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Nearly two years after Saskatoon Health Region embarked on a 90-day focus on safety, initiatives are still going strong and gaining momentum.

One of those initiatives, Team STEPPS (which stands for Strategies and Tools to Enhance Patient and Performance Safety), is an evidence-based teamwork system aimed at optimizing patient care by improving communication and teamwork skills among health care professionals. In October of 2015, Team STEPPS was launched in Acute Care Pediatrics at Royal University Hospital, and the team has been building on the work ever since. (Communication and improved teamwork are also important components of the Region’s newly launched Accountable Care Unit.)

“Earlier this spring, we gave our team a survey to check in and see how we were doing,” says Tammy Lucas, Manager of Acute Care Pediatrics. According to the survey results, the team saw an overall improvement of 89 per cent in all categories, with about 120 health care providers responding. “To me, the results show that we are really building on our goal of improving patient safety, as well as safety culture on the unit. We’re creating a place to work where people feel safe reporting issues, helping each other and escalating concerns in a manner that isn’t pointing blame and I’m really proud of that.”

Members of Acute Care Pediatrics share and discuss the work they are doing with Team STEPPS on the unit.  .

Areas of improvement included a 20 per cent increase in team members providing feedback to one another. 

“That was huge because it can be really hard to provide feedback to a colleague in a way that promotes learning and encourages them to try something better, instead of making them feel like they’re being targeted for doing something incorrectly,” says Lucas. 

Another area where the team improved was “seeking information from available resources” which jumped up 20 per cent. 

“This tells me that we’re talking to each other more, and relying on each other as well as staff from other disciplines,” says Lucas. “One of the key lessons from Team STEPPS was how important it is to learn together as an interdisciplinary team and build a culture where everyone feels that they can go out and ask and learn from each other.”

This aspect of teamwork is something even the medical students are noticing. 

“Lately, I find that when I’m doing feedback sessions with the medical students who come through the pediatric rotation, a lot of them are talking about how much they like the team atmosphere that we have on Peds,” says Dr. Ayisha Kurji. “They’ve said ‘Wow, you guys get along, you know who everyone is, you talk to them and you’re able to ask them things.’ It was really neat to hear that they are noticing the team feeling we are working so hard to create.”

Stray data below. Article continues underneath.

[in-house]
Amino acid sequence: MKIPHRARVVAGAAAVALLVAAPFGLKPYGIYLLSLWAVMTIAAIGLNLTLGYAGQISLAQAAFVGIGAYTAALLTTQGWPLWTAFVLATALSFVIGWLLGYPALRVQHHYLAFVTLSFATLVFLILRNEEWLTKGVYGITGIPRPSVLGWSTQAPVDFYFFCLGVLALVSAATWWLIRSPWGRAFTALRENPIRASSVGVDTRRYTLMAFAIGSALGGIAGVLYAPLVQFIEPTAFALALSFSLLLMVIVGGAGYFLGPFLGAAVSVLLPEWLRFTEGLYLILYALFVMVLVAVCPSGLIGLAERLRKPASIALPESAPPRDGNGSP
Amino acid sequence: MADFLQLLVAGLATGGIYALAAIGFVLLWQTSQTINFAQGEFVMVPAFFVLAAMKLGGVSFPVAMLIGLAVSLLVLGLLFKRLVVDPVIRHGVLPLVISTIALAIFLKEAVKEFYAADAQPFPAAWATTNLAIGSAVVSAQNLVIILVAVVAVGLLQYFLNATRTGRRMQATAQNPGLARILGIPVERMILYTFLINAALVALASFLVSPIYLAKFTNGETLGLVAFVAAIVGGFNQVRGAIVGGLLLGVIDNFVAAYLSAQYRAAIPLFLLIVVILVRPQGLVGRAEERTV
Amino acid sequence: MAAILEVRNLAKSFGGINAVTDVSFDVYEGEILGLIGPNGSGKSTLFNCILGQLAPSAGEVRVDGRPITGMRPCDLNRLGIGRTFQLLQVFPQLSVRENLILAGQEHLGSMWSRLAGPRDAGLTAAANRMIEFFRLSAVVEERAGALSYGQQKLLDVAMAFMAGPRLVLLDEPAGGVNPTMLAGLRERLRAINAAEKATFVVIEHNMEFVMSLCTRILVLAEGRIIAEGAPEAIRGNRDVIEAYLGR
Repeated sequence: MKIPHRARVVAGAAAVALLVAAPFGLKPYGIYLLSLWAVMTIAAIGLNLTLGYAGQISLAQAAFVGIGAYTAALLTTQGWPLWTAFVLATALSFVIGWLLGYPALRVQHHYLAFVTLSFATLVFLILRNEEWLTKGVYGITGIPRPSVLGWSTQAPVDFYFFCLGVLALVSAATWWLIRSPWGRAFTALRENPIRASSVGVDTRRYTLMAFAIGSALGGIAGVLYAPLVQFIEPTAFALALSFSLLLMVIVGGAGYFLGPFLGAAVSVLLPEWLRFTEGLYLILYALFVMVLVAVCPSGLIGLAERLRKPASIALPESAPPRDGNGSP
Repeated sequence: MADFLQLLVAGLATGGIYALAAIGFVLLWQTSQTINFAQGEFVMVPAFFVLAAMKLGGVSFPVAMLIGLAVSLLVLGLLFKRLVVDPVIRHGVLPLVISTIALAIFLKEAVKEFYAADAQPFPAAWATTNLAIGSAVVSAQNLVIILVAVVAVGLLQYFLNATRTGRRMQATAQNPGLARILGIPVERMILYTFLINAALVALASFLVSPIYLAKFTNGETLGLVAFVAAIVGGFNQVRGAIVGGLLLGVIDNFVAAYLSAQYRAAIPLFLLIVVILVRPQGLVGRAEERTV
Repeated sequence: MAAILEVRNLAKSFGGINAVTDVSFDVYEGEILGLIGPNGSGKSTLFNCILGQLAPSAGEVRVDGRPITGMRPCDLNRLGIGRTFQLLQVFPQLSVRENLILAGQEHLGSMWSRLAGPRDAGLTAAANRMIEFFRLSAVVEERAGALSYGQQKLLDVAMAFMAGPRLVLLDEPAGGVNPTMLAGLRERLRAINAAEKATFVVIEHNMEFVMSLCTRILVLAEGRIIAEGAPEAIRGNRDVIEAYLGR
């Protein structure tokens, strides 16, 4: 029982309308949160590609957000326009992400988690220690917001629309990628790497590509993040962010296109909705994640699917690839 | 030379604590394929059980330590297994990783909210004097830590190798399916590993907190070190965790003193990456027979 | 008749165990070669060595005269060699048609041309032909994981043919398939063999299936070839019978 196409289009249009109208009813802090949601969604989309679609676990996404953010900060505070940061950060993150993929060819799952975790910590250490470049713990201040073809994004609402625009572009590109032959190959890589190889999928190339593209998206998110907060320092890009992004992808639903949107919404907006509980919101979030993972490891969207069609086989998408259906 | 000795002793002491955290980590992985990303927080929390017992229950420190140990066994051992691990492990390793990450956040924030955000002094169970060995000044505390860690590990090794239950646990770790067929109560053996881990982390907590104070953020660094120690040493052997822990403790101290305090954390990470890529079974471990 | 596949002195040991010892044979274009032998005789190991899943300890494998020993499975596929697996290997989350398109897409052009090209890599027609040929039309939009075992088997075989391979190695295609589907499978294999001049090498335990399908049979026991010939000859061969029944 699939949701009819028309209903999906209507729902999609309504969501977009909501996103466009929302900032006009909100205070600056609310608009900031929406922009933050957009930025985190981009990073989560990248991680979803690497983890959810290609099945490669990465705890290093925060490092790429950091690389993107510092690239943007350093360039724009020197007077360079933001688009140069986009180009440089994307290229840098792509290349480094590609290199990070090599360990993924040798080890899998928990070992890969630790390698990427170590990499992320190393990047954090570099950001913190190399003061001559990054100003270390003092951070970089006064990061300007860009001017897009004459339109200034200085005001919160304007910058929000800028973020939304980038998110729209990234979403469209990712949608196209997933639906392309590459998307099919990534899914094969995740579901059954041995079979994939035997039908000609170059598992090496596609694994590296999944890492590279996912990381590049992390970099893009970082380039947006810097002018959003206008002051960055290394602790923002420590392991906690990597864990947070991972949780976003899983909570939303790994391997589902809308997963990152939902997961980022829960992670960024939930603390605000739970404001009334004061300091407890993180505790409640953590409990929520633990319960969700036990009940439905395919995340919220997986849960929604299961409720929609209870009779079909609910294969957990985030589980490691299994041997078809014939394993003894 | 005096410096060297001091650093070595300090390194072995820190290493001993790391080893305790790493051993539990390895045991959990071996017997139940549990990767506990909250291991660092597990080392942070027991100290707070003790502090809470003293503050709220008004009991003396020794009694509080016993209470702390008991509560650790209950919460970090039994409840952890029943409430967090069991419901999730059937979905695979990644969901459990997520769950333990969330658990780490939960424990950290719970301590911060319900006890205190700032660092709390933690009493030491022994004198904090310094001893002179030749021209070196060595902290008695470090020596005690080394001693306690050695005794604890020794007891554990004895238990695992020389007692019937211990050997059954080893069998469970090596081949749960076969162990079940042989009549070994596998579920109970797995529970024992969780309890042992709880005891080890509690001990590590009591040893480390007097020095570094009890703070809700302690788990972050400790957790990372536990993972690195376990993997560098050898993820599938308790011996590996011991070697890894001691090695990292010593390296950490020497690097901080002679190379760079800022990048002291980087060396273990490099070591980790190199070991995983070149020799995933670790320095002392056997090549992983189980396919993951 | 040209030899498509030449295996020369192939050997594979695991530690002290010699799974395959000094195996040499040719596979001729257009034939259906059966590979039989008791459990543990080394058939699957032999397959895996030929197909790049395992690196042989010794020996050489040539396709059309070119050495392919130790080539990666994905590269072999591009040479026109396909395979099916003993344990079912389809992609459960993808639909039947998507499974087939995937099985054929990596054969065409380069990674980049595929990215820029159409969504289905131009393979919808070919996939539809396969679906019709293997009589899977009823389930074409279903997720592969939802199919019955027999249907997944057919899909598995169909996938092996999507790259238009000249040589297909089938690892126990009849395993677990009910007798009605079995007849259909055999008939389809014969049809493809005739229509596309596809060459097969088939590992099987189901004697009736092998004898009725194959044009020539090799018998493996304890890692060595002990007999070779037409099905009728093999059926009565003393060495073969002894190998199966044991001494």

The survey also indicated that more and more staff feel comfortable requesting assistance when feeling overwhelmed. 

“We had a 15 per cent increase in that area and something like that is telling a huge story because in healthcare, we tend to have this culture of everyone feeling like they should be able to handle their own jobs without asking for someone else’s help,” explains Dr. Vicki Cattell, Director of Safety and Wellness. “But when things get busy or overwhelming, we should be asking. Tammy even created a board on the unit where people shared stories of times that they asked for help and how it impacted them. Even families contributed their own stories. It was a great opportunity for staff to be able to recognize each other for making a difference.”

The survey results also mapped out areas for improvement. The results showed that 20 per cent of the people who responded have never had Team STEPPS training or been exposed to it. 

“While we are trying to embed this into the culture on the unit, we’re also getting new recruits,” says Dr. Cattell. “Overall we had set out a ‘just-in-time’ onboarding plan that was a little bit ambitious in terms of what we could actually do so we need to work on that.”

Now that the team has these results, their next step is to share them. “These results prove we are globally making a change,” says Dr. Kurji.  “By sharing these results with our units, especially those areas we now know we need to work on, it will help us in making future changes.”

Lucas truly believes that the Team STEPPS training has changed the way they work as a unit and the ways they look to improve.

"Our goals are patient safety and safety culture and we are constantly trying to improve,” she says. “We also look at educational opportunities. We have lunch-and-learn events once a month and we look at topics that are multidisciplinary so that the residents and nurses can keep learning together and discussing things together to build their communication and relationships.”

“It’s becoming something that is just built into our daily work,” says Lucas. “It’s not as if we are constantly pulling out the Team STEPPS binders and looking for a tool. Doing things together as a team is happening more naturally now.”

Dr. Cattell feels that there is potential to spread pieces or modified modules of this training to other units, “because by having some standard work, along with basic team work and communication skills, this team has had success in not only the application of the tool for patient safety but they are indirectly impacting the culture of safety, which should ultimately lead to overall improved patient safety. And I think that’s worth spreading across our Region.”

Last Modified: Thursday, July 6, 2017 |
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